Question about 2005 Chevrolet Cobalt

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Cobalt engine misfires

I have a 2006 Chevy cobalt with around 53,000 miles on it. I have intermittent misfires, When I start it, my rpms drop down to zero and only have the bells and whistles ( radio, lights etc.) I do not have a check engine light come on. In the past I have had a lean fuel code and the computer was reprogrammed and so far that has been fixed. What could be my problem. the car always starts after a couple of tries and it seems like weather changed affect it, the warmer it is the more often it misfires. please help!!

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  • l_b_townsend Apr 20, 2009

    thank you soo much. this gives me a lot of options to look into. I bought it used about a year ago and have only put about 7,000 miles on it since I bought it last march. I have no clue what has been done to it. I am very good about changing my oil. i have not done any transmission/ coolant/ fuel delievery servies/ flushes since I bought it. I have also not replaced the fuel filter since I bought it, so I dont know when/if it was replaced. I have heard about other problems about ignition problems. I just never connected that because I knew it was a misfire. I just worry that it wont start when I need it to. Thank you for all your help and any other help would be greatly appriciated. thank you.

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I can think of a couple of possible things to check.

When is the last time you put in new spark plugs? Ever? Check them. The problem may simply be worn out spark plugs. Likewise, a bad spark plug cable could cause misfires. Yet that is rather unlikely considering your car's low mileage.

Check the connections of all of the rubber vacuum lines which are attached to the top of the engine and which then are attached elsewhere. A vacuum leak due to loose fitting connections can make it hard to start the car. Likewise a vacuum leak can also cause the lean fuel code since the intake manifold no longer generates as strong of a vacuum as it should.

Virtually all cars have a Positive Crankcase Ventilation (PCV) valve located somewhere on the cylinder head cover. The big rubber grommet around the PCV valve is a common cause of vacuum leaks. Check that the PCV valve is making a snug fit inside of this rubber grommet. While you are at it, pull the PCV valve out of the grommet and make sure that it isn't stopped up. A stopped up PCV valve is very unlikely if you have been good about regularly changing your car's oil.

Check that the clamps for the big hose running from the top of the engine to the air filter housing are snug. And, of course, check that the air filter isn't extremely dirty or stopped up with debris.

It is possible that the mass air flow sensor is defective or has gone bad, but I highly doubt this since your car has very low mileage. Besides, a bad mass air flow sensor on any modern car should produce an error code.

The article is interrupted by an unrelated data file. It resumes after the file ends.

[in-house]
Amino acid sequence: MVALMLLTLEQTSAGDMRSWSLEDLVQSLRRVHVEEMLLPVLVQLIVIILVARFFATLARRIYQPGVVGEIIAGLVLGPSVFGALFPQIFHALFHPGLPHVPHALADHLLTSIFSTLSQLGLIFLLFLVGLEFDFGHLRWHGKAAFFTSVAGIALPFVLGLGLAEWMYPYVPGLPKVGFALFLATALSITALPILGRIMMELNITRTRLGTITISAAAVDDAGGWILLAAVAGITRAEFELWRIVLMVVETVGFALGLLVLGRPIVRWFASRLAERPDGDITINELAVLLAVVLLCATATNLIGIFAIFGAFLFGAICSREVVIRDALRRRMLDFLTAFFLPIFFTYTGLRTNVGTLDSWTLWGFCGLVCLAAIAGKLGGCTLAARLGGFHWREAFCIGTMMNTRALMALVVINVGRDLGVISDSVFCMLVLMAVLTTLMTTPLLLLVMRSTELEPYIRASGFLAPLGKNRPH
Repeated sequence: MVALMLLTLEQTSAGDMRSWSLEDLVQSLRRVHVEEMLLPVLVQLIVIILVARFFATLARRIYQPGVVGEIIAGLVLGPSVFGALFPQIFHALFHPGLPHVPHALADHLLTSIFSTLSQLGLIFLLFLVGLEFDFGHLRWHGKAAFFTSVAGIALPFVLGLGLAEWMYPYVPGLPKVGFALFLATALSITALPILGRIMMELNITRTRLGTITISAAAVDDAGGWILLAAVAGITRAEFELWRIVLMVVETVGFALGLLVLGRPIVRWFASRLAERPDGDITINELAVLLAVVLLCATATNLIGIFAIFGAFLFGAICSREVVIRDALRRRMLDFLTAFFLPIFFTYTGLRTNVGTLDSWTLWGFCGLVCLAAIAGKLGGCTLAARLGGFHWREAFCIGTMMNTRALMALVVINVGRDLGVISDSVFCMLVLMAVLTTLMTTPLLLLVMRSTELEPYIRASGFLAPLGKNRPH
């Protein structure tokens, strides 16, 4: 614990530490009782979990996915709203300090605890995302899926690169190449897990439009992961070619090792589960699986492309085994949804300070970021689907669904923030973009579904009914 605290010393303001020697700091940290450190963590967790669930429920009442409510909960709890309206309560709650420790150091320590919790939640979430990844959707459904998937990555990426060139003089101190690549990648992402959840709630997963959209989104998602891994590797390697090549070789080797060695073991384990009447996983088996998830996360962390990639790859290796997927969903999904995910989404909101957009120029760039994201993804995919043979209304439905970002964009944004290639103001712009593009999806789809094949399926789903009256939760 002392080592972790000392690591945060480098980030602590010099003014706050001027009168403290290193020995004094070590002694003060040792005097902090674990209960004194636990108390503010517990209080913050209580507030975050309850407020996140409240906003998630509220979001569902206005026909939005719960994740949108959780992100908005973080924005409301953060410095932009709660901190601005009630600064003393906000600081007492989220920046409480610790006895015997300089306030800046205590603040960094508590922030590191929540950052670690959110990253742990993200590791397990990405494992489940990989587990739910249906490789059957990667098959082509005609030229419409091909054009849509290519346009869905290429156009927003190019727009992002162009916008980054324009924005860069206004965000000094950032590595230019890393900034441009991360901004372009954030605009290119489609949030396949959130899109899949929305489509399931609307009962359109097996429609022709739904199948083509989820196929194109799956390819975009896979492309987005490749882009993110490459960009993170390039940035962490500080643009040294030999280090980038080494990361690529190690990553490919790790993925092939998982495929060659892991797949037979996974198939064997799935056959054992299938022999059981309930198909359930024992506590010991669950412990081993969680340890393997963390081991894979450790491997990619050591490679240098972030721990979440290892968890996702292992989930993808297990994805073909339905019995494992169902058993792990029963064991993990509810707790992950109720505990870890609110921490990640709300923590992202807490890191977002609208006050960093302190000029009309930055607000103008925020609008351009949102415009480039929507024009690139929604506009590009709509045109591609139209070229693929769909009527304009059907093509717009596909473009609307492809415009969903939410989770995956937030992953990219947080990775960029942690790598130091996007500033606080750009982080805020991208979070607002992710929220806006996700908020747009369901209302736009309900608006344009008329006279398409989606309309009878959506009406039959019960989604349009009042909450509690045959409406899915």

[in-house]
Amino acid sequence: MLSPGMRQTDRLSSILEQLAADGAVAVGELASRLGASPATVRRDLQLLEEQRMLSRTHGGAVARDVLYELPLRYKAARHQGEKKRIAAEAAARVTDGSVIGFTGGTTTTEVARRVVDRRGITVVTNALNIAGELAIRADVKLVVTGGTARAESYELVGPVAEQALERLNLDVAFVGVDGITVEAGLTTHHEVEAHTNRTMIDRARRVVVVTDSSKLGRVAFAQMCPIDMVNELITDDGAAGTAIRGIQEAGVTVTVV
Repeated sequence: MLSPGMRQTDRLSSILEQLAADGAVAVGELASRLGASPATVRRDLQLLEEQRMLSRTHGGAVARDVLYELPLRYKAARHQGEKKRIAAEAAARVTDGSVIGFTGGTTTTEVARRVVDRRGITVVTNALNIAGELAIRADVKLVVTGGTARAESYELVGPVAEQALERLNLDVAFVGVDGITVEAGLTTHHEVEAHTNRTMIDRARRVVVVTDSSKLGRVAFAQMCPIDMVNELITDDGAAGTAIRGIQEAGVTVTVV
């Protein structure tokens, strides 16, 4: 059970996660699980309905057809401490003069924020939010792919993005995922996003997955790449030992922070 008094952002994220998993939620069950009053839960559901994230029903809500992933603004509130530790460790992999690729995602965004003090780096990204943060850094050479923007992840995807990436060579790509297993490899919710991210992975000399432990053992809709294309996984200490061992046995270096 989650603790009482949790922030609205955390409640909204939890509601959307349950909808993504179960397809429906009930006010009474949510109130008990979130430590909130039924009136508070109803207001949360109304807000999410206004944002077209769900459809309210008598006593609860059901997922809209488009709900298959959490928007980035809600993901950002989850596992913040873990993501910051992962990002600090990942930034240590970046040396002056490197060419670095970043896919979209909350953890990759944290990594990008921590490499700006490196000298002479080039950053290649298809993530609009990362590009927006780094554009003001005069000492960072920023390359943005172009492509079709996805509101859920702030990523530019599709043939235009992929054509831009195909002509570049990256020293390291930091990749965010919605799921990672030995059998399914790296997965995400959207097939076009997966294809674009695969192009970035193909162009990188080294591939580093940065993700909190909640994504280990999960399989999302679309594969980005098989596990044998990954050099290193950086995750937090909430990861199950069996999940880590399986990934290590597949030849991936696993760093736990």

A dirty fuel filter or a weak fuel pump could cause starting problems, and might even cause stalling and misfire problems -- especially when driving uphill. Yet I don't think that this is the problem. Just something to keep in mind as a possibility.

It is possible that the ignition module is either defective or has prematurely gone bad. Usually a good sign of the ignition module going bad is an increasing rate of misfires as the engine gets warmed up. Start the car and let it idle and warm up. If the rate of misfires increases as the engine warms up to normal operating temperature, then it is likely that the ignition module is close to completely giving up the ghost.

Finally, make sure that all bolts connecting the intake manifold and air bell atop the intake manifold are tight. Again, the idea is to get rid of vacuum leaks. This is unlikely, but worth checking. These bolts should never be tightened more than the specified torque values.

Well, these are just some common things which should initially be checked. Assuming that the spark plugs and plug wires are good and considering your car's low mileage, I am betting on either a vacuum leak or a failing ignition module. The latter can be tested by a mechanic who uses an oscilloscope to look for missing ignition module pulses.

Posted on Apr 20, 2009

  • GoneToPlaid Apr 21, 2009

    I don't have a Cobalt, but I did drive one as a rental car two years ago. I think that it was a 2006. I really liked it. Anyway, you might also search online for any 2006 Cobalt service bulletins. Or perhaps try talking to a mechanic at your local Chevy dealership. He might have a really good idea of what the problem is.

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Aveo misfire sometimes when idle or running with the ac on,new spark plugs is installed

Posted on Jun 16, 2009

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